Cursive Handwriting Falls Victim to the Common Core
04/18/2013 6 Comments
The curlicue letters of cursive handwriting, once considered a mainstay of American elementary education, have been slowly disappearing from classrooms for years. Now, with most states adopting new national standards that don’t require such instruction, cursive could soon be eliminated from most public schools.
For many students, cursive is becoming as foreign as ancient Egyptian hieroglyphics. In college lecture halls, more students take notes on laptops and tablet computers than with pens and notepads. Responding to handwritten letters from grandparents in cursive is no longer necessary as they, too, learn how to use email, Facebook and Skype.
And educators, seeking to prepare students for a successful future in which computer and typing skills have usurped penmanship,are finding cursive’s relevance waning,especially with leaner school budgets and curricula packed with standardized testing prep. So they’re opting not to teach it anymore.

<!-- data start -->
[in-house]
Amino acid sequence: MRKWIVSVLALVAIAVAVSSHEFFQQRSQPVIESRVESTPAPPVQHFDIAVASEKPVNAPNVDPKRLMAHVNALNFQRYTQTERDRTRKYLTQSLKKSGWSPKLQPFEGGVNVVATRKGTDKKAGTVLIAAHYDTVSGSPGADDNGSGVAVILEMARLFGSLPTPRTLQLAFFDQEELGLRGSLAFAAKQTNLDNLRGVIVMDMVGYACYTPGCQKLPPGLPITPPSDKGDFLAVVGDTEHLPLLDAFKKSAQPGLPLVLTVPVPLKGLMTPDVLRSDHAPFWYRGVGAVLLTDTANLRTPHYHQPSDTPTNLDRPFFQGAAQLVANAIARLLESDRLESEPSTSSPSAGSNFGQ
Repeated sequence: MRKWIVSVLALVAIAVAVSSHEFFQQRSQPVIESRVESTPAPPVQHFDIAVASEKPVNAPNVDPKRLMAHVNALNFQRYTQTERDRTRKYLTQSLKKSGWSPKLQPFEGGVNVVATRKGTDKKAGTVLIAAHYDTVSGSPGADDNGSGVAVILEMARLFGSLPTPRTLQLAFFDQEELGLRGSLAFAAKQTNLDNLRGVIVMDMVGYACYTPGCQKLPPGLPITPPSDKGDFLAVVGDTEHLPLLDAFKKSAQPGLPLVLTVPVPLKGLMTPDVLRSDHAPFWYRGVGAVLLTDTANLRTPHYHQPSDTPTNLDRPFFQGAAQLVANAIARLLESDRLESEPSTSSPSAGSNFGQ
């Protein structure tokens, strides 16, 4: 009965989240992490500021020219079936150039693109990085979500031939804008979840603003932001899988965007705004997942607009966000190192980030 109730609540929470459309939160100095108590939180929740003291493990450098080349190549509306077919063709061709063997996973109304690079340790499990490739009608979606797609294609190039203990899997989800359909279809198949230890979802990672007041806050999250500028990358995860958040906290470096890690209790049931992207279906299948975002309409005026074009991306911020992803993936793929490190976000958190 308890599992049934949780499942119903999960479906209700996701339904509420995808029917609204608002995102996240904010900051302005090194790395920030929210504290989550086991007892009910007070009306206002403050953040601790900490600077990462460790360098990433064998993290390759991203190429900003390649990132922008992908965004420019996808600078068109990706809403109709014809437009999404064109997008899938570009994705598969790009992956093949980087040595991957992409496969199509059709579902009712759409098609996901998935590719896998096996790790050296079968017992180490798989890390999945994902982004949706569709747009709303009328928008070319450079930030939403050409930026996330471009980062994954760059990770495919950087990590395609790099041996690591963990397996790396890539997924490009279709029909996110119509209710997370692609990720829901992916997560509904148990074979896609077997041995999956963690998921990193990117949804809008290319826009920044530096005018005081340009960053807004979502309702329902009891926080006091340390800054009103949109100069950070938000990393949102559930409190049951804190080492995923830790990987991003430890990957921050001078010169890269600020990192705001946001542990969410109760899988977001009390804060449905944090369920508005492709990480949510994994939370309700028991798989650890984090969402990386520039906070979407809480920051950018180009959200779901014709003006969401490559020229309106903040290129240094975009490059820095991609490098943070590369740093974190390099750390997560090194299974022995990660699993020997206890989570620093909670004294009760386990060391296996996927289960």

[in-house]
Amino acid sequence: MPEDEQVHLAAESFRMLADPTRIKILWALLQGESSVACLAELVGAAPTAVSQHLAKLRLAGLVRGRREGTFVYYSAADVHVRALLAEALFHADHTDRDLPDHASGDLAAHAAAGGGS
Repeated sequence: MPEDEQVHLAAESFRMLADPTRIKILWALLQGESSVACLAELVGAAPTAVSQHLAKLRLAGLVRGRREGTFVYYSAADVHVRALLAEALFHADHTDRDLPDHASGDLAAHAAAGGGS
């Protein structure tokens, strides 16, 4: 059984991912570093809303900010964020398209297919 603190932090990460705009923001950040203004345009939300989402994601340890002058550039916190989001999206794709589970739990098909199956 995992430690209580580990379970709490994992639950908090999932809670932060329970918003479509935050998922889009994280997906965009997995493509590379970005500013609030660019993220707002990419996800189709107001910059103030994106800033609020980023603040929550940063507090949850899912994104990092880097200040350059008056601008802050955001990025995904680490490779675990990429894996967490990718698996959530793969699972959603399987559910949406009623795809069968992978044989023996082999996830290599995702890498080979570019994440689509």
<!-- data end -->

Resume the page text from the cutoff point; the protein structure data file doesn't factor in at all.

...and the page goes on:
We’re not surprised since the Common Core State Standards don’t address or require cursive handwriting. After all why teach something that’s “irrelevant” right?
Since we all know these standards are “well researched” and “internationally benchmarked” I’m sure they didn’t overlook the recent study that shows how handwriting helps with learning how to write, spell, and how it helps with things like motor skills.
Besides do they really think we’re always going to have a laptop, phone or tablet to take notes on? Handwriting is a building block to learning and it shouldn’t be ignored.
Shane Vander Hart is the Editor-in-Chief of Caffeinated Thoughts, a popular Christian conservative blog in Iowa. He is also the President of 4:15 Communications, a social media & communications consulting/management firm, along with serving as the communications director for American Principles Project’s Preserve Innocence Initiative. Prior to this Shane spent 20 years in youth ministry serving in church, parachurch, and school settings. He has taught Jr. High History along with being the Dean of Students for Christian school in Indiana. Shane and his wife home school their three teenage children and have done so since the beginning. He has recently been recognized by Campaigns & Elections Magazine as one of the top political influencers in Iowa. Shane and his family reside near Des Moines, IA. You can connect with Shane on Facebook, follow him on Twitter or connect with him on Google +.